Samuel Alexander King
Samuel King was born October 11, 1834 in Kentucky where his father was working as a Presbyterian minister. Samuel was fifteen when the family moved to Texas. They roamed around east Texas going wherever the ministry called his father. Texas was still rather bare in the 1850s and so Samuel was home-schooled by his father until he was ordained on April 5, 1856 at 3:00 pm after passing a complete examination and delivering a sermon. To pass the exam, he had to be deemed proficient in Latin, Greek, theology, and church history. He did pass and was only 22 and the product of his father’s teaching.
At that time the family was living in San Marcos but Samuel immediately followed in his father’s footsteps by hitting the road and becoming an itinerant preacher for a number of years. His first sermon in Waco took place on October 15, 1858 but he did not stay long. Following is a list of cities where he preached in that early part of his career:
- Garden Valley
- Antrim Church
- Union Academy
- San Marcos
By the late 1850s, King had established a steady average of more than 130 complete sermon per year. In 1863, he took up the practice of preaching once per month at First Presbyterian Church in Waco. He also gave the very first Presbyterian sermon in Hillsboro on the second weekend of February that same year. In 1867, services doubled to twice per month in Waco. So it remained for fifteen years until finally, on June 25, 1882, Samuel was made the first official full time pastor of the church. Already, the citizens of Waco were fond of him. When his house suddenly burned down in 1878, it took only a couple of months for the people to build him a brand new 6-bedroom home. His influence went beyond the Presbyterian community as evidenced by the frequency of his speaking at Baylor University commencement events alongside his friend Rufus Burleson.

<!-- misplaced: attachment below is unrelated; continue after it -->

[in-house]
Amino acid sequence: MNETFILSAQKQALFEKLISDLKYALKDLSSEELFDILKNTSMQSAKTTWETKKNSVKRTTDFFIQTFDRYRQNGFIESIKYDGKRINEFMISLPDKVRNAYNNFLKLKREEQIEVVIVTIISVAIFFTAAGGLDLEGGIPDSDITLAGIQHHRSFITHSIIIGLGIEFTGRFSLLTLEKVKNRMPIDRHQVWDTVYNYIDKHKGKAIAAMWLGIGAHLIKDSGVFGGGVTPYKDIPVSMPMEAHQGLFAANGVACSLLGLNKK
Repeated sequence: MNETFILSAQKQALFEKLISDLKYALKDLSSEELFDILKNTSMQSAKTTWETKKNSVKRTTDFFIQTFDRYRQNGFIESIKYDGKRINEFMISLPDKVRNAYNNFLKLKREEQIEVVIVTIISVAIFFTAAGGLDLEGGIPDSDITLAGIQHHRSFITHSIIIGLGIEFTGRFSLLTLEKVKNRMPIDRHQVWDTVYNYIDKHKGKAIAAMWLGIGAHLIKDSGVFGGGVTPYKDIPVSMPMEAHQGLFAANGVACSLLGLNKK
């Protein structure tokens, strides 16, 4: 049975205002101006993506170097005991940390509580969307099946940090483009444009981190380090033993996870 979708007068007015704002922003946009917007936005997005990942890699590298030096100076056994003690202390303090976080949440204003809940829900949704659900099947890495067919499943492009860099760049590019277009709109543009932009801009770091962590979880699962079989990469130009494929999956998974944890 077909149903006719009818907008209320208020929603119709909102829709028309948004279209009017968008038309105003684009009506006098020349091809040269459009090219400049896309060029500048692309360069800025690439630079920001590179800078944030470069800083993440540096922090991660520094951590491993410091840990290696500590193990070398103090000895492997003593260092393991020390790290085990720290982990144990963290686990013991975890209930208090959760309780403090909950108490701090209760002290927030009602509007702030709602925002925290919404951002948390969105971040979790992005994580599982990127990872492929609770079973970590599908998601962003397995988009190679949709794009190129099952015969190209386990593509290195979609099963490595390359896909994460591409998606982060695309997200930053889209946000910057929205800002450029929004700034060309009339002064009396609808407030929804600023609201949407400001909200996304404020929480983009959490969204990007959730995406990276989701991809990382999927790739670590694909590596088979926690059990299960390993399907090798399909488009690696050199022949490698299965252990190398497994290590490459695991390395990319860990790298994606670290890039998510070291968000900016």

Prior to accepting the permanent role in Waco, Brother King had already developed a well-known national reputation. On top of his usual Texas travels, he spent a good portion of 1859 traveling up and down the east coast of the United States visiting different churches .In both 1867 and 1889, he was the Moderator for the Presbyterian Synod of Texas. In 1877, he was selected by the General Assembly to attend the Pan-Presbyterian Council in Edinburgh, Scotland. His sermons were said to be “remarkable for strong and lucid argument, beautiful imagery, and purity of style.”
In 1885, King received a doctor of laws degree from Austin College. He had already acquired a doctorate of divinities from Baylor University in 1881. During all of this, he was diligently building one of the most significant Christian congregations at First Presbyterian in Waco.
In a centennial publication about its history, First Presbyterian Church referred to King as the “rock upon which our church was built.” Indeed, he was its only head minister during its first half century. His first monthly sermons for the church in 1863 took place in the Methodist Church at 3rd and Franklin because First Presbyterian did not have a building of its own. When he raised his frequency to two sermons per month in 1867, he moved his home from Milford to Robinson. Followers praised him for his “plain living and high thinking.”
1870 saw King lead successful fundraising efforts that resulted in First Presbyterian Church’s first building. It was a humble structure at 2nd and Jackson. In 1874, he oversaw the creation of a new church in Robinson and continued on as the lead minister for both congregations. In 1882, First Presbyterian Church sold its first building and began construction on a new one at 812 Austin Avenue. The marvelous